Doing business in Europe is often a mine field for American companies because they think that business is done the same way over there as it is at home. In making this assumption they unwittingly insult their potential customers (always a massive mistake). Have a look at how Europeans approach doing business over here.

- The first thing that they do is physically re-locate a senior executive into a target market.
- This person then begins to hire some experienced local talent in both business and technical arenas.
- They send these new hires back to the 'factory' (home base, where ever that happens to be) for training on the product line and to network with the design team(s).
- Often a few home-based sales engineers, who speak the local language, are sent as resources but who often have limited interaction with potential customers.
- It is not until these newly-trained locals return, still reporting to the re-located senior executive, that the serious effort begins. The senior executive will have been going out to lunch with executives with target customers but very little in terms of serious sales presentations will have been done prior to the return of the trainees.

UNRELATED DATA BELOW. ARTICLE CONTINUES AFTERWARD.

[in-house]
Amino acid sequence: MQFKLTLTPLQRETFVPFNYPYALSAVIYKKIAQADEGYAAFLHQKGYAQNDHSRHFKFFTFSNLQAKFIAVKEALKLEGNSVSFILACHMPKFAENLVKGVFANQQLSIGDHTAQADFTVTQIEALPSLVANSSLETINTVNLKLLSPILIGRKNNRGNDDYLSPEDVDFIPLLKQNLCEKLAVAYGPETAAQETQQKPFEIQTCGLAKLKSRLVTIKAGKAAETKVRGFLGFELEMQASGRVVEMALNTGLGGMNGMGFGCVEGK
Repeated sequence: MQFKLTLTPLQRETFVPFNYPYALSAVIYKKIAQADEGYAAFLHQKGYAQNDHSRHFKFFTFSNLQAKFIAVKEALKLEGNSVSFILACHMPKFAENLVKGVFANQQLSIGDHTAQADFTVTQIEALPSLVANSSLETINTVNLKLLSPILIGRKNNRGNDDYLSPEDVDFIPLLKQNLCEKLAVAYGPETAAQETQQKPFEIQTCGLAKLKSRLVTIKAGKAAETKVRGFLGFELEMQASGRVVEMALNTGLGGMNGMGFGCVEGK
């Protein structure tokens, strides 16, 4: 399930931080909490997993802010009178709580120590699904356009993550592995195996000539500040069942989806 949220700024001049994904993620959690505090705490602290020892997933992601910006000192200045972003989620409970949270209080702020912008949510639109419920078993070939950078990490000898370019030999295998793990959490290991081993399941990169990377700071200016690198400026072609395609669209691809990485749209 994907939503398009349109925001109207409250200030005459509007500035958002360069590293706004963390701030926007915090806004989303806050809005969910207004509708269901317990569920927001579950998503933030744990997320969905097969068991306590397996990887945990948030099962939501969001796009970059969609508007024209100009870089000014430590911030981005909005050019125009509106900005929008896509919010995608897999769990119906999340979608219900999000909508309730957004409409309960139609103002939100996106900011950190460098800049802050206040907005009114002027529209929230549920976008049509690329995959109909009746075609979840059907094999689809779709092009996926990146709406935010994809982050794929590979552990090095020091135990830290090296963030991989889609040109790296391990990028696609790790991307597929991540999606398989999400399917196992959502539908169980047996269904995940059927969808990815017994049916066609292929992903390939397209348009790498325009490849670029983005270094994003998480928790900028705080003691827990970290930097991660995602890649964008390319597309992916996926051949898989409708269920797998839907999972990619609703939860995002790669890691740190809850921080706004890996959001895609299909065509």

If these steps are not perceived to have been done the Europeans often feel that they are insulted, whether intentionally or not. If you live outside the USA for any length of time, expecially in Europe, you will find that the world as a whole is prone to insults from Americans (ie: they are looking for an excuse to be insulted). This raises the bar for Americans trying to do business outside their borders. For those who learn the lessons and actually adapt to the world outside the US, instead of trying to make the world as it is in the US, the rewards can be great.
materialgirl 12/5/2012 | 1:31:05 AM
re: Marconi Lands Telstra Deal Where are CIEN and SCMR in this deal? Does this mean the Europeans will buy from Europeans and the Americans from Americans? What will the Asians do?

If optical is taking off, where does the CSCO CSR fit?
phishphood 12/5/2012 | 1:31:04 AM
re: Marconi Lands Telstra Deal Telstra is the incumbent service provider in Australia. Re-locating senior staff to Europe would probably not have helped.